Constantly fidgeting and squirming. Invading personal space. Melting down in public. These can be signs of both ADHD and sensory processing issues. While they’re different issues, they have some overlap and can occur together. This table breaks down some of the key differences between ADHD and sensory processing issues.
|ADHD||Sensory Processing Issues|
|What it is||A biological condition that makes it hard for many children to concentrate and sit still.||An over- or undersensitivity to sensory input such as sights, sounds, flavors, smells and textures.|
|Signs you may notice||
|Possible emotional and social impact||Trouble following social rules can make it hard to make and keep friends. Frequent negative feedback for acting out or not paying attention can impact self-esteem and motivation, making a child feel he’s “bad” or “no good.”||Feeling anxious in or avoiding crowded and noisy places can make it hard to socialize. Peers may avoid or exclude an undersensitive child because he plays too roughly or doesn’t respect their personal space.|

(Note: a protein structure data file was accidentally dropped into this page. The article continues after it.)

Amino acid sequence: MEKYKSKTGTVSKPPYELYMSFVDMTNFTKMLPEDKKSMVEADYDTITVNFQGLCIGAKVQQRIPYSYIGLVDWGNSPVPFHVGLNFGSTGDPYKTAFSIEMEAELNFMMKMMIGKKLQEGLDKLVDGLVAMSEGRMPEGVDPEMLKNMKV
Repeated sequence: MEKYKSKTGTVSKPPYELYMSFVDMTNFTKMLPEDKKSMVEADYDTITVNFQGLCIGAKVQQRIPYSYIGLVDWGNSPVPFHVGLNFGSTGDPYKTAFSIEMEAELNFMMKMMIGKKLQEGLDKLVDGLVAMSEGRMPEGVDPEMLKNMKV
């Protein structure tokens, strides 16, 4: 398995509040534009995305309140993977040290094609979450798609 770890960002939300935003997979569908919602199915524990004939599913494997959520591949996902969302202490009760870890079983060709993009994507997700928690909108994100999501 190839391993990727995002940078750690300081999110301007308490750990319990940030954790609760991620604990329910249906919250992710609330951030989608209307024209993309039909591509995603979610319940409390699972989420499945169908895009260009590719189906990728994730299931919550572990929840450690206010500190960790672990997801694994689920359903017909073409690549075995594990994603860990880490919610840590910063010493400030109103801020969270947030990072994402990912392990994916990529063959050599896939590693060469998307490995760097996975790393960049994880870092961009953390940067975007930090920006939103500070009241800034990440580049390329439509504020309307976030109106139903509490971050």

|Professionals who can help||
|What the school may provide||Accommodations under a 504 plan or an IEP. Child might be eligible for an IEP under the category of “other health impairment.” Examples might include:
||Accommodations and/or occupational therapy, under a 504 plan or an IEP. Child might be eligible for an IEP under the category of “other health impairment,” especially if he also has ADHD. Examples of accommodations might include:
|What you can do at home||
Learn more about how ADHD is diagnosed and how to avoid ADHD trouble spots. Find outhow to manage tantrums and meltdowns—and how to tell the difference between them. And get more strategies for helping kids with sensory processing issues at home.
Author :Peg Rosen